As rescue operations get underway in earthquake-affected Christchurch, a simple yet effective app can help people in the search for their friends and family. The Person Finder app is a very simple, but efficient tool, where people can log...
The wait is finally over for UK residents who have been patiently twiddling thier thumbs, dying for a chance to get their hands on an iPad. Apple are now taking pre-orders for their tablet device ready to be shipped out...
Google has added real estate search to Google Maps in Australia and New Zealand. Properties for sale or rent can be viewed on the existing maps with additional photos and details available with a click of the mouse.
Private users' listings are added via sites such as homehound and myhome and there are also estate-agent based listings available as well.
House-hunters input the area they are interested in and advance options such as type of properties, price range, floor area range, number of bedrooms, bathrooms and parking spaces.
The system was developed by workers at Google's Sydney office and it is expected that the service will be expanded to the US first and then the rest of the globe.
With many individuals already using Google Map's streetview to look around areas and particular streets that they are interested in, the move to include real-estate listings is a logical one.
(via The Age)
New Zealand, as we've previously reported, wants to take a hard line against people accused of copyright infringement by cutting them off without any attempt to ascertain whether they're actually guilty.
The copyright owners argue that this is necessary, because successfully prosecuting someone is a time-consuming and costly business. Of course, copyright owners have a history of falsely identifying acccused infringers.
As a result, there's been uproar in the country, with many across the world "blacking out" their social network profile pictures to draw attention to the law, due to come into force this Saturday (28th Feb 09).
Thanks to their actions, and the media spotlight placed on the country from across the world, the law has now been postponed. Although it's only postponed for a month, it's still a major victory for consumers, who'll now have a chance to input on a code of practice for the implementation of the law.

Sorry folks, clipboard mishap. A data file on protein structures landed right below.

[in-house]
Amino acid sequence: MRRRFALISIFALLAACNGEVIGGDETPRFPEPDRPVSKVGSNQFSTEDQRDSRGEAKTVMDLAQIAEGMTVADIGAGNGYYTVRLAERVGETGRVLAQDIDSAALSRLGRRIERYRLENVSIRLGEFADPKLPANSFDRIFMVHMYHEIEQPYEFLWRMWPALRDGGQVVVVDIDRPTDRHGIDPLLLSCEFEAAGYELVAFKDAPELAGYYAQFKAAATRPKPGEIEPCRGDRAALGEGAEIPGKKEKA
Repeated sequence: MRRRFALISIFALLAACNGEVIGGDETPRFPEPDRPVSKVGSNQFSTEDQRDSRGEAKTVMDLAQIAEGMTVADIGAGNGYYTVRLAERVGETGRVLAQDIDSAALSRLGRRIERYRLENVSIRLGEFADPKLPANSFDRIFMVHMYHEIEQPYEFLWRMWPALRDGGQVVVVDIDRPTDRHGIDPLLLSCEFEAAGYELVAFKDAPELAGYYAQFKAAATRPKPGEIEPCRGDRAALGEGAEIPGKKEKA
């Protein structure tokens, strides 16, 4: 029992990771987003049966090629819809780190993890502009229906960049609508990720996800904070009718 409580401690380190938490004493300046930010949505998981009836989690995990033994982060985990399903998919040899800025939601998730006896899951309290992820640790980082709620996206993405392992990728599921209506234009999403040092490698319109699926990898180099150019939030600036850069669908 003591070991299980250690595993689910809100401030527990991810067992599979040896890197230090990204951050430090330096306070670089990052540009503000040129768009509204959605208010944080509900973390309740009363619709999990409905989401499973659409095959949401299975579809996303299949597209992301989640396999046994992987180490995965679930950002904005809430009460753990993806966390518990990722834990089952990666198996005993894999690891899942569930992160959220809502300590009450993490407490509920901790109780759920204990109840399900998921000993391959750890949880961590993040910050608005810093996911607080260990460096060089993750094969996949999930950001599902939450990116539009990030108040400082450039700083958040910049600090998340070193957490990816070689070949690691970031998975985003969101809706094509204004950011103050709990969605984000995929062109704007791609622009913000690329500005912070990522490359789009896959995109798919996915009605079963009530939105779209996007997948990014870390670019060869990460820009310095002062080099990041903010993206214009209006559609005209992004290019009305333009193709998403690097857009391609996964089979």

If no agreement is reached on the code of practice, then the law will be suspended further, and the government has also promised a review of the effectiveness of the law six months in, to see if it's had any effect on volumes of filesharing. My guess? It won't.
The heavy-handed scaremongering and litigation being handed out by the entertainment industries in the UK and North America is one thing, but New Zealand seems to be taking an even-more-hysterical approach to the problem of filesharing.
From the end of February, Section 92 of the Copyright Amendment Act will come into force. This act assumes that any individual simply accused of sharing copyrighted works on the Internet is guilty. The punishment? Disconnection from the internet.
Scary, huh? Well, if you live in New Zealand, the Creative Freedom Foundation have got a "Not In My Name" petition for you to sign. If you're not a New Zealander, then just thank your lucky stars that your politicians, for the moment, retain some sense.
Creative Freedom Foundation (via Torrentfreak)
Related posts:Australia remembers British convictism, asks for help dealing with filesharers | RIAA to drop failed lawsuits strategy
I know, you're sick of the iPhone 3G launch already, aren't you? You knew it was going to happen, though, didn't you -- most technology sites did exactly the same thing last year. Still, before near-normal service is resumed on...
With New Zealand's iPhone launch less than an hour away, it's no surprise that Apple has finally released iTunes 7.7, a required piece of software for activating the iPhone and accessing the applications store.
It's a 48MB download, but given that you need a broadband connection to use the iPhone anyway, it should only take you five minutes or so to install (unless Apple's web servers start crawling, which is a possibility)...
Curse living in the UK! As if not having peanut butter M&Ms, GAP Sweatshirts and more TV channels than you can poke a stick at isn't enough, the US also got their hands on Halo 3 a full day ahead of us. And it's not just the Yanks we're sending virtual envious glares at, it's also the suntanned Kiwis and Aussies who are crossed off our Christmas card lists too. Bah humbug.
Not that us folk living in the UK and Europe have that much longer to wait, as the hugely-anticipated Game Of The Year is dropping into town tonight, with 1,000 stores across the UK extending their opening hours for the hordes of sweaty gamers expected. Of course, some of you may already have finished the last chapter in the trilogy by Bungie, as both Tesco and Argos somehow 'accidentally' managed to sell copies before the launch date. "Oh, sorry, mister, a unicorn ran into the store, grabbed several copies from the box, and placed them on the shelf, I didn't know what to do!"
Let's take a look at some of the carnage Halo 3 fanboys have wreaked across stores in the US, Australia and New Zealand in the last 12 hours or so...
- Microsoft's Zune MP3-player has already met sales targets ahead of its late-June hopes of one million units sold. Paltry, in comparison to Apple's 100 million-plus iPods sold. :(
- A British science teacher has reported they kicked-out BBC's Panorama team from the school for practising 'bad science'. So, a bunch of kids can detect nonsense scaremongering, but the general public...